Vacationers stay connected

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Visitors now see Wi-Fi as a need, but is enough bandwidth even possible? 

Internet access is now seen as a need, whether at work or on vacation.

“It used to be you wanted a good, clean bathroom, a comfortable bed and a nice scene at the beach,” said Brian Welsh, a manager for Ocean City Hotels and Property Management, which operates the Impala, the Beach Club Suites and other properties near the boardwalk in Ocean City.

He and others in the business say visitors now expect wireless access at all times – and it is becoming difficult to keep up with the demand.

“We have people calling who won’t stay here if we don’t have Wi-Fi, and not just Wi-Fi but good Wi-Fi,” he said.

He remembered one guest who wanted a better connection than he has at home for the amount he was spending at the property.

“We added an additional line, and we still can’t keep up with it,” Welsh said.

The reality is, the connection can only be so good, and hotels are struggling to keep up. Others in the industry have said that even with the best gear available, the infrastructure can’t always keep up.

On rainy days, each room will often have several people streaming different movies. There isn’t enough available bandwidth.

Welsh said the hotel advertises that Wi-Fi is available, but lets guests know that it is limited. 

“Everybody’s got two or three devices. It’s overwhelming,” he said. Even with the additional line, the system can’t always keep up with the traffic. “It slows to a halt or locks up.”

Other hotel employees on the Jersey Cape tell tales of angry guests demanding a full refund because the Internet was offline for a few hours.

The story is the same throughout the shore.

“We have recently upgraded, and we’re reviewing how to upgrade it again,” said Curtis Bashaw, the co-managing partner at Cape Resorts Group, which owns Congress Hall in Cape May.

Several years ago, it was news when the 186-year-old hotel installed wireless Internet.

“It’s important to have the service available,” Bashaw said. But bad weather and the attendant spike in Internet use puts a strain on the hotel’s system.

“You’re striking a balance for people on vacation. You want to help them relax, but you wonder if you’re helping them relax if you’re providing them access to be constantly distracted,” he said. Often, for a family of four, all four will be looking at their own respective device, each connected to the Internet.

According to Bashaw, the hotel tries to offer activities “that make it easy for the family to put down the phone” and a chance to make connections and memories while on vacation. But there is also an assumption to always give the customer what he or she wants.

“We’ve debated how far to take it,” he said.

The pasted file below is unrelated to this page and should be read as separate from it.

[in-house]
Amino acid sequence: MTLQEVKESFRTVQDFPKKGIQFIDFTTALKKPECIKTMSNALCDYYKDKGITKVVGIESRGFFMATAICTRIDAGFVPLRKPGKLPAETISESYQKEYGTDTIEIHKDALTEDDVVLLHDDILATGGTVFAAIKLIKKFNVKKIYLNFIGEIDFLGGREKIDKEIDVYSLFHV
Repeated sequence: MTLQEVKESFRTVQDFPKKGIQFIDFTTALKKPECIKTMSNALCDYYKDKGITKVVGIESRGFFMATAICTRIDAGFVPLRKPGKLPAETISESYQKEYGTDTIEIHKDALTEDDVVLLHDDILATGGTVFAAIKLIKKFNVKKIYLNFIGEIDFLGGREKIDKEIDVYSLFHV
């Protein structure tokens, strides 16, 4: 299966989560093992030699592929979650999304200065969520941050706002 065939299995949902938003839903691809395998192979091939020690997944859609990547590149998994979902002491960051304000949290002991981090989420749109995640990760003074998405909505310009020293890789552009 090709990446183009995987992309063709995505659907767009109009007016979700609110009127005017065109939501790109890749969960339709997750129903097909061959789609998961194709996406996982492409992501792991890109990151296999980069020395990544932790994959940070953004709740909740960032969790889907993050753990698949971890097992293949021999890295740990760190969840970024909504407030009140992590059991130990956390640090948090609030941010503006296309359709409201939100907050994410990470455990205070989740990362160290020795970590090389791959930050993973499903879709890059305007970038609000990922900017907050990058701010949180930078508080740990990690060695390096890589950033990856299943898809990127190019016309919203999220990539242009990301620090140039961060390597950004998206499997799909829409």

One proposal would improve the connection for guests at the beach. There is already some access on the beach in Cape May, depending on the wind.

“We muse about whether we need to enhance that or not. That’s part of the discussion for the winter.”

It’s about more than just a “Look-where-I-am” post to Instagram or Facebook. Beyond laptops, family members connect through pads, handheld games, music players and phones, playing music, playing games and watching movies. Adults check their email, and often keep in touch with work while on vacation.

A study released last year by the American Psychological Association indicated that 44 percent of employed adults check for work messages while on vacation. For some, the increased connectivity is not a choice between time at the pool or time online, it’s the opportunity to go away with the family at all. If something comes up during a vacation, it can often be handled remotely, Bashaw said.

“Five years ago, he’d have to leave and go to the office. Now he can do work from a rocking chair on the verandah,” he said.

There is a growing push against the idea that some employees should always be available, vacation or no.

German automotive company Daimler recently launched a new program allowing about 100,000 employees to automatically delete all of their incoming emails while on vacation.

“Our employees should relax on holiday and not read work-related emails,” said Wilfried Porth, board member for human resources, as quoted in Financial Times. “With ‘Mail on Holiday’ they start back after the holidays with a clean desk. There is no traffic jam in their inbox. That is an emotional relief.”

A generation ago, many shore visitors did without a phone for one week each summer. Few rental places had a television or cable, and a well-stocked unit had a deck of cards, some board games and a stack of mystery novels.

“I remember staying in a place on Wesley. There was no TV. You played games or sat on the porch,” Welsh said about a vacation in Ocean City.

“Twenty-five years ago, the bed and breakfasts in Cape May didn’t have TVs, and they were proud of it,” Bashaw said. 

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